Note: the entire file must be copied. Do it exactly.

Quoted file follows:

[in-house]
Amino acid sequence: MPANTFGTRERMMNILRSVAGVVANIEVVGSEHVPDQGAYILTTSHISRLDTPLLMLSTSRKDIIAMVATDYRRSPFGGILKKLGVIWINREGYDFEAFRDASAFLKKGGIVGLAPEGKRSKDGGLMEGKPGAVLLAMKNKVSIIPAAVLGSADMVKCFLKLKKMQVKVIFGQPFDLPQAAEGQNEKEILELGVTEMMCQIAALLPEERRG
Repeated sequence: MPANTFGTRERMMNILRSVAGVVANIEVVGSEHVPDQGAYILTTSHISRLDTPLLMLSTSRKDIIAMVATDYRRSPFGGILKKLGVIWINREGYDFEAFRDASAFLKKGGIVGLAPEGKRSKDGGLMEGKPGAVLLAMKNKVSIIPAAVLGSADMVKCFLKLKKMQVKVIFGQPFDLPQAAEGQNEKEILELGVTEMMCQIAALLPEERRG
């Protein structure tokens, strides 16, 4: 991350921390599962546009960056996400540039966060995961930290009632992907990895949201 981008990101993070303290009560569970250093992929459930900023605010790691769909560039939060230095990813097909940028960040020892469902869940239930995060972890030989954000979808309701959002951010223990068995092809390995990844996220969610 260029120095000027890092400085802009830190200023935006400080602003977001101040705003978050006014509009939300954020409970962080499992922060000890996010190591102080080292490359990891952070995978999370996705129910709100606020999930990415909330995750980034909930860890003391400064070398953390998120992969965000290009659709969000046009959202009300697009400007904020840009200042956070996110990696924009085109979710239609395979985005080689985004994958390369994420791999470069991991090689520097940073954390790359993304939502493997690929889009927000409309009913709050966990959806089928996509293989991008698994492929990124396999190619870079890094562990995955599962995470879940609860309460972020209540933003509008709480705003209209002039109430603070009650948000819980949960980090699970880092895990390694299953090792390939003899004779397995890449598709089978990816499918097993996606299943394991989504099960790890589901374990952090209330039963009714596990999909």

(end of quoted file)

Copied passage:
[in-house]
Amino acid sequence: MPANTFGTRERMMNILRSVAGVVANIEVVGSEHVPDQGAYILTTSHISRLDTPLLMLSTSRKDIIAMVATDYRRSPFGGILKKLGVIWINREGYDFEAFRDASAFLKKGGIVGLAPEGKRSKDGGLMEGKPGAVLLAMKNKVSIIPAAVLGSADMVKCFLKLKKMQVKVIFGQPFDLPQAAEGQNEKEILELGVTEMMCQIAALLPEERRG
Repeated sequence: MPANTFGTRERMMNILRSVAGVVANIEVVGSEHVPDQGAYILTTSHISRLDTPLLMLSTSRKDIIAMVATDYRRSPFGGILKKLGVIWINREGYDFEAFRDASAFLKKGGIVGLAPEGKRSKDGGLMEGKPGAVLLAMKNKVSIIPAAVLGSADMVKCFLKLKKMQVKVIFGQPFDLPQAAEGQNEKEILELGVTEMMCQIAALLPEERRG
């Protein structure tokens, strides 16, 4: 991350921390599962546009960056996400540039966060995961930290009632992907990895949201 981008990101993070303290009560569970250093992929459930900023605010790691769909560039939060230095990813097909940028960040020892469902869940239930995060972890030989954000979808309701959002951010223990068995092809390995990844996220969610 260029120095000027890092400085802009830190200023935006400080602003977001101040705003978050006014509009939300954020409970962080499992922060000890996010190591102080080292490359990891952070995978999370996705129910709100606020999930990415909330995750980034909930860890003391400064070398953390998120992969965000290009659709969000046009959202009300697009400007904020840009200042956070996110990696924009085109979710239609395979985005080689985004994958390369994420791999470069991991090689520097940073954390790359993304939502493997690929889009927000409309009913709050966990959806089928996509293989991008698994492929990124396999190619870079890094562990995955599962995470879940609860309460972020209540933003509008709480705003209209002039109430603070009650948000819980949960980090699970880092895990390694299953090792390939003899004779397995890449598709089978990816499918097993996606299943394991989504099960790890589901374990952090209330039963009714596990999909």